Chinese Garlic Chive


Chive Pockets, Chive Cakes, and Chive Pie are a few of the English names for this classic Northern Chinese dessert. Jiucai hezi, or “Chive Boxes,” is the Chinese term for them. For the sake of clarity, we’ll name them that.

We were both surprised to learn that several Northern Chinese families claim to have developed the best Chinese Garlic Chive Box recipe (whose family is Cantonese).

Ground pork and shrimp mince are popular additions to the stuffing. Others like chop cooked glass noodles and added them to the mix. Five-spice powder or Sichuan peppercorn powder are popular seasonings for chive boxes. Oyster sauce can also be used as a filler in some dishes.

You’ll need to use chives that aren’t found in your local supermarket for this dish. Chinese garlic chives, which have thicker, meatier stems and a garlicky flavor, are actually what you’re looking at here.

It’s impossible to make a mistake with any of these items. However, my Chinese Garlic Chive Box recipe is simple and fundamental because I’m a fan of vanilla ice cream and plain, old-fashioned doughnuts. As far as artistic expression is concerned, the sky is the limit. The cooking time will be longer if you add ground pork or shrimp to your stuffing.


  • 5 eggs
  • 1 tbsp. of Shaoxing wine
  • 1 tsp. of salt (divided)
  • 3 tsp. of sesame oil (divided)
  • 8 tbsp. of vegetable oil (divided)
  • ⅓ to ½ cup of dried mini shrimp
  • 1 lb. of Chinese garlic chives
  • ½ tsp. of sugar
  • ½ tsp. of white pepper
  • 1 pack of frozen spring roll wrappers
  • 1 tsp. of cornstarch (dissolved in 1 tablespoon water)


  1. Mix 5 eggs with 1 tbsp. Shaoxing wine, 1/2 tsp. salt, and 1 tsp. sesame oil in a large bowl. Set aside.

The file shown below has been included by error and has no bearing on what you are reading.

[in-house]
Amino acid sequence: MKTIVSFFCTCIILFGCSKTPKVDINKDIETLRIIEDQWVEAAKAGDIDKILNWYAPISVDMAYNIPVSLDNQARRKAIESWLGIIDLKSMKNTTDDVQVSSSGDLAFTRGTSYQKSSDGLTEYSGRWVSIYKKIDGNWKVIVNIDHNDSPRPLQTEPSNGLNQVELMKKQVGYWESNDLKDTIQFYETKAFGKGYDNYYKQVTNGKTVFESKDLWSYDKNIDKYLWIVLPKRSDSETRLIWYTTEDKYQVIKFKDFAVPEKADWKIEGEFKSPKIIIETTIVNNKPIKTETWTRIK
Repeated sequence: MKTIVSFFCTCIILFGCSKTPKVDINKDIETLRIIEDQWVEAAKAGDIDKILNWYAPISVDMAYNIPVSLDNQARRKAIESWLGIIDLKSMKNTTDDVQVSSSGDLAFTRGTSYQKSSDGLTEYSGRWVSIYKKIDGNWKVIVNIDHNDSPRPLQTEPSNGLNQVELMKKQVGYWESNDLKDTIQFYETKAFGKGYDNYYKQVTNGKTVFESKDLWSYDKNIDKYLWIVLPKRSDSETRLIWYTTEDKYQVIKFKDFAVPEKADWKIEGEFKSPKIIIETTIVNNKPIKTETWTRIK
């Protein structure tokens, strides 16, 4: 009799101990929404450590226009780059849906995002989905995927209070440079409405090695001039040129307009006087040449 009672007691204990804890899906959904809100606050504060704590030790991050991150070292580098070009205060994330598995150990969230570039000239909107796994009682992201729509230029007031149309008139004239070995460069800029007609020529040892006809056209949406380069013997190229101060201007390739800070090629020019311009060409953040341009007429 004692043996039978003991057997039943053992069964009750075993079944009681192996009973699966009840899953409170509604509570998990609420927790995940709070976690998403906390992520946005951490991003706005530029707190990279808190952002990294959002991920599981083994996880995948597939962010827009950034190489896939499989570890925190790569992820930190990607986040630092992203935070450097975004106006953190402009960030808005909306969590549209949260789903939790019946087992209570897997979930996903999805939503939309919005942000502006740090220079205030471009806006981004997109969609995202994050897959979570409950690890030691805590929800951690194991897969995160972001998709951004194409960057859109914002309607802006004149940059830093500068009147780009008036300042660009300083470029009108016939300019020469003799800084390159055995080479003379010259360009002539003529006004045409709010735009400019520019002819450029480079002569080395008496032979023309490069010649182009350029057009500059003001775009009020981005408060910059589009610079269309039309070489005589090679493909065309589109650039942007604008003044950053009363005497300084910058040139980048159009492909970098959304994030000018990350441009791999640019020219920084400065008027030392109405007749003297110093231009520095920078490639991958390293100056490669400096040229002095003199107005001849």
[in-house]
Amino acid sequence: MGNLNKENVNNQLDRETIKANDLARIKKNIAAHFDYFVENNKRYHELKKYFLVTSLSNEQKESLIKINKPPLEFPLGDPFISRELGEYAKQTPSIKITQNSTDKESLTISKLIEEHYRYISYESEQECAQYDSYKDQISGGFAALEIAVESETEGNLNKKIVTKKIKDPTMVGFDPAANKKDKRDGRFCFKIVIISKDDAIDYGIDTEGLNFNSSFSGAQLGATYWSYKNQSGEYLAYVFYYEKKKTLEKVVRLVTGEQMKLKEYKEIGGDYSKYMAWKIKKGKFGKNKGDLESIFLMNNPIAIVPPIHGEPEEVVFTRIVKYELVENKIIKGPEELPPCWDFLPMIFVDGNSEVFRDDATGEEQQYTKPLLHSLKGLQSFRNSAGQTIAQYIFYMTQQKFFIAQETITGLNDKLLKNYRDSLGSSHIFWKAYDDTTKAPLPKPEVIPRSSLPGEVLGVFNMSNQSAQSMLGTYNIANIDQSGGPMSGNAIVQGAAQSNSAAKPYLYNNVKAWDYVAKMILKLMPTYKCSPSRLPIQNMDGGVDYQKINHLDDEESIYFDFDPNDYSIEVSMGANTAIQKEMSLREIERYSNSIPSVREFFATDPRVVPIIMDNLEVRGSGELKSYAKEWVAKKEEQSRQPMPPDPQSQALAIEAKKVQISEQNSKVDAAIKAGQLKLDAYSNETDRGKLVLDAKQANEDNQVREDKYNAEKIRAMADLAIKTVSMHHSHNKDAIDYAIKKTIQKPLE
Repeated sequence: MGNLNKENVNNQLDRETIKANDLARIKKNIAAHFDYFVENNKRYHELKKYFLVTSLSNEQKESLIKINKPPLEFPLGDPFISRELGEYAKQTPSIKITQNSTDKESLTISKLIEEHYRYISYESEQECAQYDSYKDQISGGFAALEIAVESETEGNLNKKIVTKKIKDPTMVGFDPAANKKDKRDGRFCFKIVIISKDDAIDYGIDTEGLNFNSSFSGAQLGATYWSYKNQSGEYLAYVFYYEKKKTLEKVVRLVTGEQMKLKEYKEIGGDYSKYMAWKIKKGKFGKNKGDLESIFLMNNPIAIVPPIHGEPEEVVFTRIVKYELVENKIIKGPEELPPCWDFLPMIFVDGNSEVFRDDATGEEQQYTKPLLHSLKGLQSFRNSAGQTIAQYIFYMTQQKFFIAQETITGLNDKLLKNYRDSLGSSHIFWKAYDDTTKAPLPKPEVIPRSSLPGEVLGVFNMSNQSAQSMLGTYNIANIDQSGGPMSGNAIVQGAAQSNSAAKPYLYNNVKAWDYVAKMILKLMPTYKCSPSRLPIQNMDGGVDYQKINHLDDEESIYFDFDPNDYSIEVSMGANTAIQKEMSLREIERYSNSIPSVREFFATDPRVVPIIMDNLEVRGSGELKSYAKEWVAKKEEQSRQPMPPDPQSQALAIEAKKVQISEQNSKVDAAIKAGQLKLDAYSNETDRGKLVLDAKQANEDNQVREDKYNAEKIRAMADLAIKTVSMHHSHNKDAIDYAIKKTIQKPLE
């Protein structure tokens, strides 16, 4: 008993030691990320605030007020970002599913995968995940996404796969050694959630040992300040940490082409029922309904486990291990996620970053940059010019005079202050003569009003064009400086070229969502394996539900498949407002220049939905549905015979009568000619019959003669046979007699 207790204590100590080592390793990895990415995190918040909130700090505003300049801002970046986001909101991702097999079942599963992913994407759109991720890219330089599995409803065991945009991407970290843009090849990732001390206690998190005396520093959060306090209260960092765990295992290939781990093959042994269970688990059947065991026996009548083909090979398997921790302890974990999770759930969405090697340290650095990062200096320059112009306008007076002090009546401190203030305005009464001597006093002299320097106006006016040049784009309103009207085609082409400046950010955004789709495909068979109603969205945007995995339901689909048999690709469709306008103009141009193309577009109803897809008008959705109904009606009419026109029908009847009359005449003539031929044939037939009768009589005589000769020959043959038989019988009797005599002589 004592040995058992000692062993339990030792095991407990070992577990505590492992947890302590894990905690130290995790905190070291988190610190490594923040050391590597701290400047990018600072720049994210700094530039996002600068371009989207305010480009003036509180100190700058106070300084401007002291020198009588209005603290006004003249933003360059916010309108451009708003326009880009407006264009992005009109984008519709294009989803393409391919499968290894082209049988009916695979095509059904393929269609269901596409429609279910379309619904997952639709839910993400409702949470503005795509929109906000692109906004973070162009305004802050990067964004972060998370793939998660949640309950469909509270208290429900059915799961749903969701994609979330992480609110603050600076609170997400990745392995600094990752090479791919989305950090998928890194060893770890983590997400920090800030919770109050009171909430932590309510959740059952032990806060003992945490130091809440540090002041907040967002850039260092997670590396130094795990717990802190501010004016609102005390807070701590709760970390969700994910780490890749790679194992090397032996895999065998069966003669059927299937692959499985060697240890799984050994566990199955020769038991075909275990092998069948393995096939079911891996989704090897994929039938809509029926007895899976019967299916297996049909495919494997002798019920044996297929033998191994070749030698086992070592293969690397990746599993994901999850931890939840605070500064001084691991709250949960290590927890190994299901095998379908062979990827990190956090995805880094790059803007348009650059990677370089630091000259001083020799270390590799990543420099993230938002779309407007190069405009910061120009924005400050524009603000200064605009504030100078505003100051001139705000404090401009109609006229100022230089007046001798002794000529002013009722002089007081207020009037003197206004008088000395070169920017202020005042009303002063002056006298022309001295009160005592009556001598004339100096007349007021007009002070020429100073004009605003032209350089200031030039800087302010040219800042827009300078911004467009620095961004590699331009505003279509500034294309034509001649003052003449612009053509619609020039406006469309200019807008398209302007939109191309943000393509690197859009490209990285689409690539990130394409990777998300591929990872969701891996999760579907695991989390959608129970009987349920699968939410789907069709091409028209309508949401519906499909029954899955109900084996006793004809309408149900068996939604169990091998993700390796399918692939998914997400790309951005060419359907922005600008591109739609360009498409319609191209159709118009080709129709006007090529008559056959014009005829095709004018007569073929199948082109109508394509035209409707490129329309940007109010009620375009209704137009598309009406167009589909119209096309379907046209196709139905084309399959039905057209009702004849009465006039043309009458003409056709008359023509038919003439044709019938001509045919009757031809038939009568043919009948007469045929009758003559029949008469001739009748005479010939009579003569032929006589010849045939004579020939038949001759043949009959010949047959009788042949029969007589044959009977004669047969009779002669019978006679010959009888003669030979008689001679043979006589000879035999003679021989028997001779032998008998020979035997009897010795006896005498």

2. In a big wok or frying pan, heat the oil to a high temperature. At this point, add 3 tablespoons of vegetable oil to the wok’s surface to keep it from sticking. A rapid circular motion for 15-20 seconds should do the trick. Put an end to the cooking process after the eggs have begun to firm. Using a spatula, break any large chunks of egg into smaller pieces while cooking in the wok. Cool the eggs before serving.
  3. Put 2 more tablespoons of vegetable oil in a wok and cook the dried shrimp until crisp-tender—Cook for a few more minutes, or until they’re just beginning to turn golden brown. Allow the food to cool before serving.
  4. With a clean kitchen towel, blot the garlic chives dry. Slice the chives into 1/4-inch pieces with a mandolin. Pour 2 tablespoons of sesame oil and 2 tablespoons of sesame seeds, and toss to coat the mixture. Add the chives, cooked dried shrimp, and cooked eggs to the bowl and toss to coat. Mix it all together thoroughly. If required, taste and re-season the dish.
  5. Take two spring roll wrappers and fold them into “boxes” (in a double layer, one on top of the other). Fold the box half to form a package, then top with a generous 1/4 cup of the filling. Using a little dab of cornstarch slurry, seal the boxes and lay them on a plate, or try them with the seam side down. Repeat this process for each of your chive boxes.
  6. A medium frying pan and copious amounts of olive oil are all you need to prepare them. Cover the frying pan with a lid for 2-3 minutes on each side and cook the chive boxes. For the last minute or two of cooking, remove the cover and crisp up each side until the outside is golden brown and crispy. If you’re using ground beef or shrimp in your filling, fry the chive boxes in multiple batches and allow more time for them to cook overall.
  7. Serve immediately.
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